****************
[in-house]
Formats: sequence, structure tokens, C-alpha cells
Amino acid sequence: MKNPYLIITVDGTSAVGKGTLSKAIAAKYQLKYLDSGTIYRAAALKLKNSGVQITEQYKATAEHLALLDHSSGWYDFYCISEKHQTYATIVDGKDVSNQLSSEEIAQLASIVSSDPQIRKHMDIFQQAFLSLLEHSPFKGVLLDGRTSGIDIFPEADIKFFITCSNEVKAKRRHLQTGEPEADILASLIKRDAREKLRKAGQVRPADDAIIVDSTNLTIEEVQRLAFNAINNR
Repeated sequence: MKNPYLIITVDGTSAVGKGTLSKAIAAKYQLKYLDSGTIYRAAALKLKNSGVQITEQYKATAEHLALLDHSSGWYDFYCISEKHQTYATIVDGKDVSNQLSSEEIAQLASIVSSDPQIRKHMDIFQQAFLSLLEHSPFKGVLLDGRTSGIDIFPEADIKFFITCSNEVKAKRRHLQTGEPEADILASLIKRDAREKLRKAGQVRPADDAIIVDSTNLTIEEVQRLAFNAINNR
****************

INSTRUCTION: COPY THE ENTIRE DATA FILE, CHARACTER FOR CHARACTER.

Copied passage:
[in-house]
Formats: sequence, structure tokens, C-alpha cells
Amino acid sequence: MKNPYLIITVDGTSAVGKGTLSKAIAAKYQLKYLDSGTIYRAAALKLKNSGVQITEQYKATAEHLALLDHSSGWYDFYCISEKHQTYATIVDGKDVSNQLSSEEIAQLASIVSSDPQIRKHMDIFQQAFLSLLEHSPFKGVLLDGRTSGIDIFPEADIKFFITCSNEVKAKRRHLQTGEPEADILASLIKRDAREKLRKAGQVRPADDAIIVDSTNLTIEEVQRLAFNAINNR
Repeated sequence: MKNPYLIITVDGTSAVGKGTLSKAIAAKYQLKYLDSGTIYRAAALKLKNSGVQITEQYKATAEHLALLDHSSGWYDFYCISEKHQTYATIVDGKDVSNQLSSEEIAQLASIVSSDPQIRKHMDIFQQAFLSLLEHSPFKGVLLDGRTSGIDIFPEADIKFFITCSNEVKAKRRHLQTGEPEADILASLIKRDAREKLRKAGQVRPADDAIIVDSTNLTIEEVQRLAFNAINNR